Wednesday, November 20, 2013

Sharing the Journey (Mom-Mom & Pop-Pop)

We were never alone on the journey.

The years of preparation, planning, pre-field ministry and prior language training may have been new to us, but there was comfort in knowing that others had passed down those paths before. Specifically, my parents had done so and it was their testimony that often accompanied us into our missionary journey, especially our first months in Chile.

They accompanied us in person as well.

Because God loves giving gracious gifts to His children, when they accepted His call to return to stateside ministry He allowed them the blessing of traveling annually to the land they loved for short-term ministry trips. Meaning, of course, that we too were blessed knowing that every year we would see Mom-Mom and Pop-Pop in the context of our new life and ministries in Chile.

We arrived mid-2007, and they came in 2008 ... 2009 ... 2010 ... and 2011.

In 2009, I also had the privilege of seeing my mom somewhere we never expected: she met me in Haiti for what would be my final visit to our two youngest sons following a lengthy adoption process. Two heart-stopping months later, in a whirlwind trip to Miami following the boys' evacuation post-earthquake, both Mom and Dad flew to welcome their newest grandsons home.  

In that journey, too, they walked beside us.

Last year on furlough, we had the chance to do life together for six months. It was truly a first, because never since being married have we lived close to family. It was fun to share the journey of Sunday dinners, and weekly choir practice, and (for us girls) Tuesday ladies' Bible study. 

It was also profound and unexpected to share the journey of saying goodbye to someone we loved. To shoulder together the tender tasks of taking care of my grandmother until her last breath, to walk together through the valley of the shadow, and finally to honor together a life well lived.

We said goodbye at the end of furlough, the bitter tempered by the sweet knowledge of reunion sometime in the coming months. Through e-mails and phone calls and the family grapevine (aka, the joys of three daughters/sisters!) we communicated the challenges and changes faced in a new season of ministry.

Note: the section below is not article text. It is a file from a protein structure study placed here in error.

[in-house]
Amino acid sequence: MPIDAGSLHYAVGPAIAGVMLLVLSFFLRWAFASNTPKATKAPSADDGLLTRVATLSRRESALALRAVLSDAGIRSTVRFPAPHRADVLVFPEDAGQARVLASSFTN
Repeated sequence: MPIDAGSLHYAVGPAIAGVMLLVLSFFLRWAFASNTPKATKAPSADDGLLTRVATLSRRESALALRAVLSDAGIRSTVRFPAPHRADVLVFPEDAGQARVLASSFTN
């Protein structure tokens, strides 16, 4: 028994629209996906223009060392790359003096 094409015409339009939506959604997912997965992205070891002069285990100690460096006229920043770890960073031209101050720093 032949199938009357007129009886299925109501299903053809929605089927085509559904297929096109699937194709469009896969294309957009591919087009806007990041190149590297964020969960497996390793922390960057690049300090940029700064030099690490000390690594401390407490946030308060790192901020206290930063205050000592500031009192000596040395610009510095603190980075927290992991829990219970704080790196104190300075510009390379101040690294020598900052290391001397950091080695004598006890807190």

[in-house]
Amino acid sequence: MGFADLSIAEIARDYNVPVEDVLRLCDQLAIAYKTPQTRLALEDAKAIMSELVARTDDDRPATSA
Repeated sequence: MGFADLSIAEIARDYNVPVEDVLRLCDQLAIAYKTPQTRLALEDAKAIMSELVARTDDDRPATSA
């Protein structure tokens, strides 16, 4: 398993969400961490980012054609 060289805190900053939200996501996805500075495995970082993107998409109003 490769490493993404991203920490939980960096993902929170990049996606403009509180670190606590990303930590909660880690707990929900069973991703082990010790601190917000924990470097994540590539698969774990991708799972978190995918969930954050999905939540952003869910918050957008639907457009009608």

Meanwhile, my parents faced a challenge all their own.

Bloodwork and testing and questions and less answers. The day I called unaware only to hear, "You're calling because of your dad, right?" because he was in the hospital and I did not know. Plans for their annual trip to Chile and hopes for their time here and worries that maybe this time it would not happen at all. 

Finally, a diagnosis ... a detour ... an acute alteration in the journey as we thought it would be.

So this visit became all the more special to each of us. 

We recognized with tears that perhaps it could be Dad's final trip to Chile as travel becomes difficult with the advancement of his condition. We planned to make the most of our time while accepting that doing so might not look like we had imagined. We prayed for safety and strength ... for encouragement and joy ... and as He always does, God answered. 

The pace was slower but the pleasure of one another's company was priceless. The outings were shorter but the outcome was just as sweet. The moments were quieter but in the shared companionship of reading and resting, there was comfort and enjoyment.

And in overcoming the obstacles with God's grace and help, there was renewed confidence in sharing this journey together.

These pictures highlight some of my favorite memories from Mom-Mom and Pop-Pop's visit. 

They came with an agenda: girls' day out; boys' date out; couples' night out. We completed those plans, and more. The girls enjoyed a fancy lunch on the Cavancha Peninsula, practicing the art of table manners, while the boys partook of the (rare) pleasure of McDonald's. As couples we opted for a quiet breakfast in lieu of a late night, enjoying fresh fruit juices and tasty pastries and the comfort of adult conversation.

Dad loves the ocean, so we took time to swing by the beach to watch the waves and feel the whisper of wind on our faces (albeit mainly through the car windows!) One evening Pedro drove the family to Playa Los Lobitos where Pop-Pop relaxed in the shade of an umbrella while Mom-Mom and grandkids ventured into the water in search of treasures. A live starfish captured their imagination as they witnessed it "walk" from one rock to another.

It is always special to share our ministry with family, and Dad joined Pedro at the men's prayer breakfast this month as well as spending a lunch hour together with our colleagues and a visiting Chilean missionary and pastor. Mom was this month's speaker for our ladies' tea. 

In these moments of ministry I see the intersection of missionary journeys - theirs and ours - and it makes my heart smile.

The famous quote says, "The only things certain in life are death and taxes." But in a missionary's life, the one thing certain is saying goodbye. Thankfully, yesterday's farewell at the Iquique airport was "temporarily temporary" - we will see Mom-Mom and Pop-Pop again in just a few more days when our family flies to Santiago for a conference we will attend together.

We don't know all that the future holds. But at every opportunity, we treasure sharing the journey.

"Sometimes, reaching out and taking someone's hand is the beginning of a journey.
At other times, it is allowing another to take yours."
- Vera Nazarian

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